Transient transfections and reporter assays. The 2-kb and smaller promoter-CAT constructs were transfected into MEL cells with pSV-β-galactosidase by electroporation. Immediately after transfection, the cells were divided into groups: control cells, test cells treated with DMSO, or test cells treated with dexamethasone. In the DMSO induction experiments, cells were grown in RPMI 1640 medium and 10% fetal bovine serum with or without 2% (vol/vol) DMSO. In the dexamethasone-induction experiments, cells were incubated in RPMI 1640 medium (without serum) with or without 1 μM dexamethasone. After 24 h, the cells were harvested using reporter lysis buffer (Promega), and CAT assays usingd-threo[dichloroacetyl-1-14C]chloramphenicol and the β-galactosidase assay were performed as described by the supplier (Promega). The pSV-β-galactosidase vector (Sigma) was used to evaluate transfection efficiency in each experiment; promoter-CAT activities are expressed in relative units (CAT activity normalized to β-galactosidase activity). All promoter activities are representative of two or more independent experiments.
Generation of mutant promoter-CAT constructs. The 2-kb, 0.85-kb, and 68-bpAqp1 promoter fragments from the corresponding CAT constructs were used as templates for site-directed mutagenesis after subcloning into pBSII. Site-directed mutagenesis was performed with the Muta-Gene phagemid in vitro mutagenesis kit using antisense oligonucleotides: CACCC to CCGGG mutation, 5′-TTTATAGGGCTGCCCGGGGGGAGCAC-3′; GATA to TATA mutation, 5′-GGAGCCACCTATAATTCTTTAGACAAT-3′. The GATA element (−619) on the promoter of 0.85-kb CAT construct was mutated to TATA, and CACCC element (−37) on the promoter of 2-kb, 0.60-kb, and 68-bp CAT constructs was changed to CCGGG. Mutations were confirmed by sequencing and restriction analysis.
Analysis of 4.4-kb Aqp1 proximal promoter. Genomic cloning of the mouseAqp1 gene was recently reported (17). An 8-kb SacI-Sac I subclone contains the 4.4-kb promoter, the first exon, and part of the first intron. Multiple overlapping subclones containing the 4.4-kbAqp1 proximal promoter were generated and used as templates for complete nucleotide sequencing.1Computer analysis of available databases (8) identified >20 putativecis-acting regulatory elements of potential relevance to the transcriptional regulation of theAqp1 gene as well as known regulators of erythroid-specific genes (Fig.1). The DNA contains multiple GATA1 sites, an element that is known to play a major role in regulation of globin and other erythroid-specific genes (for review, see Ref. 19). Likewise, multiple CACCC elements reside very close to the transcription start site, and this element is also known to be important in globin gene regulation (15). EKLF (erythroid Kruppel-like factor) is a transcription factor that binds to CACCC, and disruption of the EKLF gene produced β-thalassemia in a knockout mouse model (20).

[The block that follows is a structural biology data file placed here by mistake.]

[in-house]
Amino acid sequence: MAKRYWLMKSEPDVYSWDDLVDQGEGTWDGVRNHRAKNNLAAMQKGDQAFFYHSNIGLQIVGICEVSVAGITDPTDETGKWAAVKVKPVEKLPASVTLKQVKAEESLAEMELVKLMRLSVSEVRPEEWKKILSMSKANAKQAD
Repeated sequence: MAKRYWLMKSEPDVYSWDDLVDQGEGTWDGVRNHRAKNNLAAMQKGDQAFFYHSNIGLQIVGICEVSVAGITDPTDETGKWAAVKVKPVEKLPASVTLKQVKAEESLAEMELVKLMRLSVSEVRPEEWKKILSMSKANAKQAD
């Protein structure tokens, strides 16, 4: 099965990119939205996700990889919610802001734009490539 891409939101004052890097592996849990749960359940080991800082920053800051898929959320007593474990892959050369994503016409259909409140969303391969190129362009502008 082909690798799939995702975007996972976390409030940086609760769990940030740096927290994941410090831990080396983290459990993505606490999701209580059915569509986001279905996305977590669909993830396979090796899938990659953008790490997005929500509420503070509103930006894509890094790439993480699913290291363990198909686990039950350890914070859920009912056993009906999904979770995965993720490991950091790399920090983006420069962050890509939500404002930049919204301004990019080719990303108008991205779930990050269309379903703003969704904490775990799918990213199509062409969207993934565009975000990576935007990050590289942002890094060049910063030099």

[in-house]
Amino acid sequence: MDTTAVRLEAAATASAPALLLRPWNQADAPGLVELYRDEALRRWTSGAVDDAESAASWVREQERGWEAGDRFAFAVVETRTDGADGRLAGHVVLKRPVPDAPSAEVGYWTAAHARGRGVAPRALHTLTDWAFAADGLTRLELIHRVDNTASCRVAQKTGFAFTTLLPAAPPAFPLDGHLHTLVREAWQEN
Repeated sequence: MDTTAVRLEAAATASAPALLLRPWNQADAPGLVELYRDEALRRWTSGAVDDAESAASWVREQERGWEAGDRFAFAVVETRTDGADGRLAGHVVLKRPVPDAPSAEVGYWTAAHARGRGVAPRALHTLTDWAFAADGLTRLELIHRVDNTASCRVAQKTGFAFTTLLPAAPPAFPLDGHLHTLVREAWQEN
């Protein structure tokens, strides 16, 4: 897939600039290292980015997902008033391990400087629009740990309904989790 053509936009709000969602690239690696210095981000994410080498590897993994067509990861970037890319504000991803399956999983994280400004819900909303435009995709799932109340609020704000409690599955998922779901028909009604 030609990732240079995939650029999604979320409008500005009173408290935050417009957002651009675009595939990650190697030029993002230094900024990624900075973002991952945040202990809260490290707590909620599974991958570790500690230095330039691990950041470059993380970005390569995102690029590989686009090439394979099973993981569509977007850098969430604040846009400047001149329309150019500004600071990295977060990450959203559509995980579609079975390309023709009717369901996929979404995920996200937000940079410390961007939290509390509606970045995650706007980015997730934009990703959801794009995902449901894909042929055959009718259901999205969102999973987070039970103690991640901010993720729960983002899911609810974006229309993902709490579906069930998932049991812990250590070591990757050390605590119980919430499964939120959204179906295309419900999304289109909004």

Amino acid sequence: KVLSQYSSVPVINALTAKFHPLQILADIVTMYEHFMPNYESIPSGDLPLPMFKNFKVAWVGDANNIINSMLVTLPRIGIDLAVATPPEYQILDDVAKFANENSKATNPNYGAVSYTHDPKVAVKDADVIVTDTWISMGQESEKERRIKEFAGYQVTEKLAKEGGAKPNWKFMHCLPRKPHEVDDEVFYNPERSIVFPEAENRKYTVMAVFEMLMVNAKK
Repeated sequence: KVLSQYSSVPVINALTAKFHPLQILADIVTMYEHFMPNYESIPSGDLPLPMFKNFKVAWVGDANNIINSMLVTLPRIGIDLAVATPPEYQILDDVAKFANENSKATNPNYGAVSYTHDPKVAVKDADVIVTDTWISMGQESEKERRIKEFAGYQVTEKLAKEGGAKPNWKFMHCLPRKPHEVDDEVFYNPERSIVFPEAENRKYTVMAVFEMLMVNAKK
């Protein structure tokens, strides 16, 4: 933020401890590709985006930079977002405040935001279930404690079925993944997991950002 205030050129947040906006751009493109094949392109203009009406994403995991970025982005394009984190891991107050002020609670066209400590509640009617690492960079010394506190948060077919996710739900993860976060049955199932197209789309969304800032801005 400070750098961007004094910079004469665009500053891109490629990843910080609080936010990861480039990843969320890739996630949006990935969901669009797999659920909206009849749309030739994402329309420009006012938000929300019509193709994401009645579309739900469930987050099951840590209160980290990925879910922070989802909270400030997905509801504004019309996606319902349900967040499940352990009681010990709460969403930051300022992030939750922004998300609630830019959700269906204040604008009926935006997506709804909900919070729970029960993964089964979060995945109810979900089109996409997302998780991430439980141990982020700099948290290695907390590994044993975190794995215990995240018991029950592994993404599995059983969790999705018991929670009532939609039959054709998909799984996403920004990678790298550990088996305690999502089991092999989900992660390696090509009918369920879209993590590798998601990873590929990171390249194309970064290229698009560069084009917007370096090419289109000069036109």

Induction of Aqp1 mRNA in MEL cells. MEL cells were incubated with 2% (vol/vol) DMSO or 1 μM dexamethasone for 4 consecutive days. Northern analysis clearly demonstrates that DMSO increases mRNA levels for bothAqp1 and mouse β-globin (Fig.2 A). In contrast, dexamethasone increases theAqp1 message level without increasing mouse globin mRNA. Densitometric analyses of the autoradiography films demonstrated increasing levels of Aqp1mRNA that reached a maximum after 2 days in DMSO or after 3 days in dexamethasone (Fig. 2 B). After 4 days of incubation, control cells and DMSO- or dexamethasone-treated cells were examined for morphological alterations (Fig.2 C). As reported (29), the DMSO-treated cells show a distinct morphological pattern of erythroid differentiation with markedly reduced cell size and synthesis of hemoglobin. In contrast, dexamethasone-treated MEL cells are modestly reduced in size but lack striking morphological alterations.